Soon after the map “quiz” he gave our 9th grade class a sociological study on “the ASU and their Rac” that looked at this society’s particular fascination with a certain beast of burden. Then of course, the big reveal, that the ASU was the USA and the Rac was the car. He made us look at our society from the outside not only to question ourselves, but also to be less quick to judge “primitive” societies. It was a lesson I never forgot.
I had an affinity for the subject, but it was also the man himself who captured my interest. He was an engaging teacher, and he was funny to me in his own way. He was given to interesting tangents from which he’d recover with the phrase “moving at the speed of a wounded tortoise.” He was fond of the phrase “ergo, Latin for therefore.” He referred to himself as “your erstwhile and present pedagogue.” It was a sort of faux pretense. He wasn’t really a pretentious person, but sometimes he would pretend to be. I found it funny and charming.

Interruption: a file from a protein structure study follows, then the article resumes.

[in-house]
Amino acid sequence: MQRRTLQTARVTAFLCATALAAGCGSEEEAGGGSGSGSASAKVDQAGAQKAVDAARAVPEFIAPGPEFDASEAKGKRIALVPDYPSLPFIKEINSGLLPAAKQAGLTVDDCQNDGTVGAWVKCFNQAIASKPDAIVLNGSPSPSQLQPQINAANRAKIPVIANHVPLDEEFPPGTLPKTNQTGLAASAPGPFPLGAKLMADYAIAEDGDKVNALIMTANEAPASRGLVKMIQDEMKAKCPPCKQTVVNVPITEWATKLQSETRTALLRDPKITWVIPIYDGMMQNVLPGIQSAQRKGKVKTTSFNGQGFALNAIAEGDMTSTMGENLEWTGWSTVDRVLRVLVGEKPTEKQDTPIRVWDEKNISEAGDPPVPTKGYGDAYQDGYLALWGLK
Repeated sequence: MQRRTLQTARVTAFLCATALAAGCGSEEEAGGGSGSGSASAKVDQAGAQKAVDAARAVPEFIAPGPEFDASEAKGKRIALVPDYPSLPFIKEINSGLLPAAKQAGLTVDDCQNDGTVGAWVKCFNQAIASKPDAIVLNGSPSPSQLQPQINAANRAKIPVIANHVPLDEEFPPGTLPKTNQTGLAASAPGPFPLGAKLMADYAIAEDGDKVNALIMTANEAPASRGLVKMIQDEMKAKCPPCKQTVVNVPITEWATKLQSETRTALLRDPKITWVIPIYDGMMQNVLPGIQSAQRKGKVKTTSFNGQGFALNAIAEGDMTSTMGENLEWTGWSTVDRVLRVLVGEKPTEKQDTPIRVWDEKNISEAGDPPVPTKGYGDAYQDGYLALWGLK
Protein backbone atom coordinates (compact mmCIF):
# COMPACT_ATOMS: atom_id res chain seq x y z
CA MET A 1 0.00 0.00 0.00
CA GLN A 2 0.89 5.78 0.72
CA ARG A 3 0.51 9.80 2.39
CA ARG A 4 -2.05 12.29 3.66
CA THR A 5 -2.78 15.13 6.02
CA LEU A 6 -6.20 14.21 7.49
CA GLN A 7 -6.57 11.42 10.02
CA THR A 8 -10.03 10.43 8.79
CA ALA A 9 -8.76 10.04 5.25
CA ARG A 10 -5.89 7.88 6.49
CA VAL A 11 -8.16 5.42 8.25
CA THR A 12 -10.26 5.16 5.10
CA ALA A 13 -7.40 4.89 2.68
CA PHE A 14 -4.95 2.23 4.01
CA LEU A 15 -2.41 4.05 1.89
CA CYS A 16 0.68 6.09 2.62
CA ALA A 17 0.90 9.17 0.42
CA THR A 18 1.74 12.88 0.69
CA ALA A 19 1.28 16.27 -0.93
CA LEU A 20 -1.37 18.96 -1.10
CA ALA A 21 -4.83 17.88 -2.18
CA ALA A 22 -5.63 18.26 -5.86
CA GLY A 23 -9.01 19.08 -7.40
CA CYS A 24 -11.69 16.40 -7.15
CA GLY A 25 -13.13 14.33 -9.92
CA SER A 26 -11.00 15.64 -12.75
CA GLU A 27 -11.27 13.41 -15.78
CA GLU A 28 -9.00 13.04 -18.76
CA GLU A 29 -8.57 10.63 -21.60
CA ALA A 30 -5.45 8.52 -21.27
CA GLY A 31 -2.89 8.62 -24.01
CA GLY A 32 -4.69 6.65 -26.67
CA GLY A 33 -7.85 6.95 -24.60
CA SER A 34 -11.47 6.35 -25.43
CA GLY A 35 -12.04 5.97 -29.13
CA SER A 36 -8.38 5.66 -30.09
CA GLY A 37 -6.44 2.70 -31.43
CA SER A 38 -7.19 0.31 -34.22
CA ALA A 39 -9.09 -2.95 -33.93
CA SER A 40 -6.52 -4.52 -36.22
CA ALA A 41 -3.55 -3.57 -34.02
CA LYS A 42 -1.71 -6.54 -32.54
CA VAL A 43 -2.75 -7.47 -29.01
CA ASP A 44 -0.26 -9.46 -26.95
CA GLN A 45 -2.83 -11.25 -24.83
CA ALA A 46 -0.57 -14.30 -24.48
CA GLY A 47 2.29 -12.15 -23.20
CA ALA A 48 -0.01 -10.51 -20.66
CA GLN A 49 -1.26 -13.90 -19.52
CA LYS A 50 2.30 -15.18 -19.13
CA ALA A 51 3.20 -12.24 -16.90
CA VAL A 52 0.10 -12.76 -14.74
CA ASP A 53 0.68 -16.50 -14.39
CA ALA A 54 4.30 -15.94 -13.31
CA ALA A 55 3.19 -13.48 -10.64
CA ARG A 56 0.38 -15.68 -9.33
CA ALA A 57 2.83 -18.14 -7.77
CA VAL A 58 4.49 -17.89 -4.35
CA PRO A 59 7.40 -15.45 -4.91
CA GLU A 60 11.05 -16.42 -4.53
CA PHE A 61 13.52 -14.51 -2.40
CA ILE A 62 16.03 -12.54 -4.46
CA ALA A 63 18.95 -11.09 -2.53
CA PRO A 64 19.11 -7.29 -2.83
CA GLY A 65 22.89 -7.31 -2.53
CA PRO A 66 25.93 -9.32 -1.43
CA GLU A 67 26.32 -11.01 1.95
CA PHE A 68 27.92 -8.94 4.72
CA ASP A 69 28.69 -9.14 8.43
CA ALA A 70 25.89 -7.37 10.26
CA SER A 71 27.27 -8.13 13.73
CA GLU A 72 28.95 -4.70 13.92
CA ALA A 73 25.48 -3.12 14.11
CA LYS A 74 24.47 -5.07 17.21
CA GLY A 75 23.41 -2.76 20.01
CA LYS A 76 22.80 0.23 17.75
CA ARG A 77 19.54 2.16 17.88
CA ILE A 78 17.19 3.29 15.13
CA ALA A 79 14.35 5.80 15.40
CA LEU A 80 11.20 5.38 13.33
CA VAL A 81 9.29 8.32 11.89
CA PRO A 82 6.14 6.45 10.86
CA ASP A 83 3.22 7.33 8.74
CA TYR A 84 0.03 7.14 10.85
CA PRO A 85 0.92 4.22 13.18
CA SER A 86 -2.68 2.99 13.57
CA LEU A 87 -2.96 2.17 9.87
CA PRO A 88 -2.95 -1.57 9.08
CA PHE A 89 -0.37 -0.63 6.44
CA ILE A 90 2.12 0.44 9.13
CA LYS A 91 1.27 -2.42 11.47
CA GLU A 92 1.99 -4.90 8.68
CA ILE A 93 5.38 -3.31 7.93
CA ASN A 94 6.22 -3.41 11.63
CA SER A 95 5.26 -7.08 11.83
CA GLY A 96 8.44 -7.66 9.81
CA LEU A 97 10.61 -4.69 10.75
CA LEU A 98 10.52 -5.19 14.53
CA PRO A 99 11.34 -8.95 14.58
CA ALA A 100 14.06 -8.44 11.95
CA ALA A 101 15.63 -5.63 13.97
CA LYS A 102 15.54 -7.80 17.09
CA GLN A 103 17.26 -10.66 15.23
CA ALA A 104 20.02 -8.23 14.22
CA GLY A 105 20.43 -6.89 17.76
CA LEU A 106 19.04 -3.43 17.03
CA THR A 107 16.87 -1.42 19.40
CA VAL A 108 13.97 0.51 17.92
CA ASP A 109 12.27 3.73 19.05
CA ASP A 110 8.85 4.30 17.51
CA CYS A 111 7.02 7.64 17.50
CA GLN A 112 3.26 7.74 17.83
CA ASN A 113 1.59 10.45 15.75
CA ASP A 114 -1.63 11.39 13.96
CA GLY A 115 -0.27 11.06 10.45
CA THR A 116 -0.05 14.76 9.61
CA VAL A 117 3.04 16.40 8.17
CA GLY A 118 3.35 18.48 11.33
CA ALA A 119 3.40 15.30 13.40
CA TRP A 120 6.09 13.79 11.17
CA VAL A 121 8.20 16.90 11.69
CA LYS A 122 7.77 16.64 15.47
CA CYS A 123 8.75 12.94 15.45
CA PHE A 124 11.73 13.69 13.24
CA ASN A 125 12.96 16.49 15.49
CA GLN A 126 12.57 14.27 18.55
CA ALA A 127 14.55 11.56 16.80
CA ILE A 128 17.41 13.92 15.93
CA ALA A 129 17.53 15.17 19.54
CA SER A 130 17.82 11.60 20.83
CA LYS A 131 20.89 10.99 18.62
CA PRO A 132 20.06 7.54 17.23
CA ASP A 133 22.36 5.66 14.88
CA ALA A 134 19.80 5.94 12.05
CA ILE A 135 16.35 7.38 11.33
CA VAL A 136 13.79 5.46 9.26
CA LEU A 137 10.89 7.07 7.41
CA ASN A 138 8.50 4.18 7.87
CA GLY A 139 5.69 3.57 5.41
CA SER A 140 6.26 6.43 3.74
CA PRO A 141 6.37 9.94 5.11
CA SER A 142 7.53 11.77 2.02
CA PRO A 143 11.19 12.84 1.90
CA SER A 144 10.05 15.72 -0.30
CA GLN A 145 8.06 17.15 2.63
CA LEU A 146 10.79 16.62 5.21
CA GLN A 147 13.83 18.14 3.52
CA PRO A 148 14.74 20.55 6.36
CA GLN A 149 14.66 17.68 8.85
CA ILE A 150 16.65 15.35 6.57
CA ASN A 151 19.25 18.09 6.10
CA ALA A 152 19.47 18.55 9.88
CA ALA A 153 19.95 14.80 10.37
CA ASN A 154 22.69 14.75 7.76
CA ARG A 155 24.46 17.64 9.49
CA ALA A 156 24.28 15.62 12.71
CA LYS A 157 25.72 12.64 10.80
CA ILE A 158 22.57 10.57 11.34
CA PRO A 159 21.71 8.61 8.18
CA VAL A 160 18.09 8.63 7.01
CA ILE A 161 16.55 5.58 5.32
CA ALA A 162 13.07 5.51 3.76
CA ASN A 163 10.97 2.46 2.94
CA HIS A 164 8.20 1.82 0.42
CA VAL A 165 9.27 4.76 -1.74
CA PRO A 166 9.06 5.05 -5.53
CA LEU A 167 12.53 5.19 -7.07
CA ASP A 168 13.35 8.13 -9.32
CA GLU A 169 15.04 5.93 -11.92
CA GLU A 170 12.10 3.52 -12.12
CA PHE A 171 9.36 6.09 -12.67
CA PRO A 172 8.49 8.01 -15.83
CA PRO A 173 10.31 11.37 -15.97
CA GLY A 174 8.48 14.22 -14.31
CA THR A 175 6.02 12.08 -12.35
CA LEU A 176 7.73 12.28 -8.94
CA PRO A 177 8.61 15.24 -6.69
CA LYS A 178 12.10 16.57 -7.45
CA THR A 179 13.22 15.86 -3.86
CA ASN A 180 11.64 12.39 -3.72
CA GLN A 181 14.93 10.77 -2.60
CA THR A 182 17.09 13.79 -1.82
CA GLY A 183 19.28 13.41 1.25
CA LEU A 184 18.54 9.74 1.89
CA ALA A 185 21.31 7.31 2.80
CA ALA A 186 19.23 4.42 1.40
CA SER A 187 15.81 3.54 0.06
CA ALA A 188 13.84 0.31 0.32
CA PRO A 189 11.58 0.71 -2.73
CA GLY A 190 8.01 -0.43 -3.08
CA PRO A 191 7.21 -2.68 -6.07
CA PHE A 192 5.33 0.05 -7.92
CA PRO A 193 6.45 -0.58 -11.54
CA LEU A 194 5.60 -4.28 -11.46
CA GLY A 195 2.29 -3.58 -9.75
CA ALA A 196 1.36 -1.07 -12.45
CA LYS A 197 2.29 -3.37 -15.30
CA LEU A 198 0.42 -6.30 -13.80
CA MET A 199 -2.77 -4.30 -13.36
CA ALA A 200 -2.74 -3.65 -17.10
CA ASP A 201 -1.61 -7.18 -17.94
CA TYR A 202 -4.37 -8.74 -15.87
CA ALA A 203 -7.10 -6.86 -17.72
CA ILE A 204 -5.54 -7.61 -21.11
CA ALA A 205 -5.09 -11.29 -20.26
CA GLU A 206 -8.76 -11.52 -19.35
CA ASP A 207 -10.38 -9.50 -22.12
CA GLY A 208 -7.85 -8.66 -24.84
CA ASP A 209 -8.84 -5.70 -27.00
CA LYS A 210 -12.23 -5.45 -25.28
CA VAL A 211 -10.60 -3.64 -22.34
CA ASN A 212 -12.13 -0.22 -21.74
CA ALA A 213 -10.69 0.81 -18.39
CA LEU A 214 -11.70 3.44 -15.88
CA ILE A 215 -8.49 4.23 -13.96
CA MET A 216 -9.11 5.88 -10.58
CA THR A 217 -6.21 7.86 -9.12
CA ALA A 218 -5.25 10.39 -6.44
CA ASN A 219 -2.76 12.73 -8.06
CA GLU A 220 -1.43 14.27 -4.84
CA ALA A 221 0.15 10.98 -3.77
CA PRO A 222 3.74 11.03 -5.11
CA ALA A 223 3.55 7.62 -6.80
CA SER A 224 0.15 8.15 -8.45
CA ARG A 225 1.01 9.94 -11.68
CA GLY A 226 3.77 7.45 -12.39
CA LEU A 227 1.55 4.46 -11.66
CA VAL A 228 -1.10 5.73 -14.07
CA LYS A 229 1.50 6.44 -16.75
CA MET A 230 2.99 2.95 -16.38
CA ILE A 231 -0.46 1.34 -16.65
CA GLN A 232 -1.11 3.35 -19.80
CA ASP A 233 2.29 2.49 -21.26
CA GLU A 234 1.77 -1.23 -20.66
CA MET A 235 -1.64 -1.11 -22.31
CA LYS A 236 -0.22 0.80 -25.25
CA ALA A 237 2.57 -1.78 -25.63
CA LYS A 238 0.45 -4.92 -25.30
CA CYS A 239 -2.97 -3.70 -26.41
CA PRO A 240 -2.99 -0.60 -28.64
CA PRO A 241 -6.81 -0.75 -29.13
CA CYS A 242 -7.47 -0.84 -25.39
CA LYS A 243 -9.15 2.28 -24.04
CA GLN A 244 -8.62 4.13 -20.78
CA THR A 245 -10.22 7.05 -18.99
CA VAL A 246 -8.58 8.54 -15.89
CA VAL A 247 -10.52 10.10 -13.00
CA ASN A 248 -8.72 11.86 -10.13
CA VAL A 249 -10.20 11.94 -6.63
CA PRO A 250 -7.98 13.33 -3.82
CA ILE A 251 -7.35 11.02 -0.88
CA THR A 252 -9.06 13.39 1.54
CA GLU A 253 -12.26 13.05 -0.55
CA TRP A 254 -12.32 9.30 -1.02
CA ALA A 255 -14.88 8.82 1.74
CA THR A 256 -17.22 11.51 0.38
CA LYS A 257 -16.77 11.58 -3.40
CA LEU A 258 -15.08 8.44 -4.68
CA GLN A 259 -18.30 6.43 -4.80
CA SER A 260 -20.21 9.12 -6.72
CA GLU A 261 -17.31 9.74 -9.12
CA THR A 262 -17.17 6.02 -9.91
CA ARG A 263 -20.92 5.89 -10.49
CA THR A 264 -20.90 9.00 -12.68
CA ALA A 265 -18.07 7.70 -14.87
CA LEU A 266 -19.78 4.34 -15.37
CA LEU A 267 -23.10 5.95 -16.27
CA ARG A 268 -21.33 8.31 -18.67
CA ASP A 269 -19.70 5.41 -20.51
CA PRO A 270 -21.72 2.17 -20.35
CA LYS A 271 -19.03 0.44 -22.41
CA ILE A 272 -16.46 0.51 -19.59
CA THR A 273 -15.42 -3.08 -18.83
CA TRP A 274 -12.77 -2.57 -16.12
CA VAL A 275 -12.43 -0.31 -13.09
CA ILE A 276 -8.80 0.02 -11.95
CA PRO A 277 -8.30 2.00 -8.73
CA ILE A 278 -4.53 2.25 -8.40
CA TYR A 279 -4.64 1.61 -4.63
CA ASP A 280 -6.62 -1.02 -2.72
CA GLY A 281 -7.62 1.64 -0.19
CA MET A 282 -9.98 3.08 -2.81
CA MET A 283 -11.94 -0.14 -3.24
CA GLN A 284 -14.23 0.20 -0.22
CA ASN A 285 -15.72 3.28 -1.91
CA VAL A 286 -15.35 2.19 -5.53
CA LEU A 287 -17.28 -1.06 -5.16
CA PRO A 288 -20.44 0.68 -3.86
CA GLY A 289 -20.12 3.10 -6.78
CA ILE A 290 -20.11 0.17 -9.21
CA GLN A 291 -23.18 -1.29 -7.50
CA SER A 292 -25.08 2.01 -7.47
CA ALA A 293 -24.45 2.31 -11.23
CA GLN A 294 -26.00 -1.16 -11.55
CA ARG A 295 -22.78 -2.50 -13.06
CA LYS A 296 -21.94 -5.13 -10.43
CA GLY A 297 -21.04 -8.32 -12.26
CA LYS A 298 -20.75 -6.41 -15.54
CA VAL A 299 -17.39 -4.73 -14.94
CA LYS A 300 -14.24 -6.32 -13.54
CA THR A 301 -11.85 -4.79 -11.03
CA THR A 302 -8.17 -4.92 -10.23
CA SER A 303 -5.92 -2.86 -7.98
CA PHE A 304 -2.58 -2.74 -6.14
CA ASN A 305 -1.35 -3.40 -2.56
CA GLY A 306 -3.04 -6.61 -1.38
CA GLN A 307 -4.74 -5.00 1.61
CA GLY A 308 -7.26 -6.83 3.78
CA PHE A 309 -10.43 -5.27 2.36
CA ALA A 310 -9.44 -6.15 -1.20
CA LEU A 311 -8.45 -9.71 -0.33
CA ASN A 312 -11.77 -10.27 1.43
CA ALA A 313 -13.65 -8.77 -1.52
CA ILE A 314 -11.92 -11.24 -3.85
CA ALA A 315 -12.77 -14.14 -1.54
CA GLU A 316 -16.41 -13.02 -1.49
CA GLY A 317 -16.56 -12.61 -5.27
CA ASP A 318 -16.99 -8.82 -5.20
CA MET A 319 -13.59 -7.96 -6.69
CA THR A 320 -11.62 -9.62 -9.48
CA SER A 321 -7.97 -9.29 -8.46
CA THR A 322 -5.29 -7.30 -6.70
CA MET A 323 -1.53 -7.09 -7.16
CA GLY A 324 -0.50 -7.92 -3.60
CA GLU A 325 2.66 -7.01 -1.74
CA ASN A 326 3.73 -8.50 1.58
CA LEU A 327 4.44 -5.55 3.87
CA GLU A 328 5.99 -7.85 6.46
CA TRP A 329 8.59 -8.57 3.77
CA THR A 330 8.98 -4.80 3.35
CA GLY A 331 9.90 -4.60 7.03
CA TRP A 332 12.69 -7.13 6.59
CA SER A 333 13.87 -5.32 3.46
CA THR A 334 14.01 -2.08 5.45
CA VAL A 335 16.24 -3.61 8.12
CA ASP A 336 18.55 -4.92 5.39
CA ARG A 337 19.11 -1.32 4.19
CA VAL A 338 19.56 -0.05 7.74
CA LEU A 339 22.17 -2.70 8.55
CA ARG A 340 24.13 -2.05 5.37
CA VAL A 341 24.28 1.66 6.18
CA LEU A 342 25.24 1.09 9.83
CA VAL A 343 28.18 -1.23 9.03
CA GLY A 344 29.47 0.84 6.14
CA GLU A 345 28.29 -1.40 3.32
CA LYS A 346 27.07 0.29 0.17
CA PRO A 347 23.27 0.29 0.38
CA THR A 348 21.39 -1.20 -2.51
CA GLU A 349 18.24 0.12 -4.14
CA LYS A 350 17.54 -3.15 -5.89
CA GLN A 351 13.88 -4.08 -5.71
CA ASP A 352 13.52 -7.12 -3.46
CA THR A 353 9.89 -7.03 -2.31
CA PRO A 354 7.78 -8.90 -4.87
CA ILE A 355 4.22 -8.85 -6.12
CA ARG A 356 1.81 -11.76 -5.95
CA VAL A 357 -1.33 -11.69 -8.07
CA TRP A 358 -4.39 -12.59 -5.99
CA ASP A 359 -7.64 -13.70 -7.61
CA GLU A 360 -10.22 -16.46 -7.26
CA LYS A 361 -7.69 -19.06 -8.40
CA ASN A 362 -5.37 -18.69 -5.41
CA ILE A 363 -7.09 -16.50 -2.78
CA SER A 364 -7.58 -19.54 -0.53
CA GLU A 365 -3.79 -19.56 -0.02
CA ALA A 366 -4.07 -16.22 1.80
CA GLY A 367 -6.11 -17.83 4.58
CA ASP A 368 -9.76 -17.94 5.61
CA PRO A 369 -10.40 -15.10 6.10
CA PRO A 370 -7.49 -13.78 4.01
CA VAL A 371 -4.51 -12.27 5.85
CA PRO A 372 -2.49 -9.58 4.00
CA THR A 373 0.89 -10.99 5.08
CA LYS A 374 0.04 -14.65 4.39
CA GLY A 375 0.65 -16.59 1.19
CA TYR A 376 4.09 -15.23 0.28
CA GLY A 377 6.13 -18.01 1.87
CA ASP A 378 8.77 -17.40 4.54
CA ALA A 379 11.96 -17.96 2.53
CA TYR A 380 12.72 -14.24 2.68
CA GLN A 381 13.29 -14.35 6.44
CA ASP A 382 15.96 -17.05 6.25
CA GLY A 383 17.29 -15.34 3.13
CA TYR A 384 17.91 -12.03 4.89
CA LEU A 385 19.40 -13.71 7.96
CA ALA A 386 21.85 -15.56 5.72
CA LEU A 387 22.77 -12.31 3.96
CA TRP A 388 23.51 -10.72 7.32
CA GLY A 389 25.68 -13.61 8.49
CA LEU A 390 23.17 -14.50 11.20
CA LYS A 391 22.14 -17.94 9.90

In addition to the 9th grade class, I had him again for my 11th grade History Regents class. He inspired me to achieve a perfect score of 100 on the statewide history regents that year, I believe only the second time a Red Hook student achieved the feat up to that point.
Starting from that 9th grade class, I became inspired to be a history teacher myself. Through the remainder of high school and through three years of college, my intent was to follow in Tony’s footsteps.
The reason I didn’t become a teacher is also a tribute to Tony as well.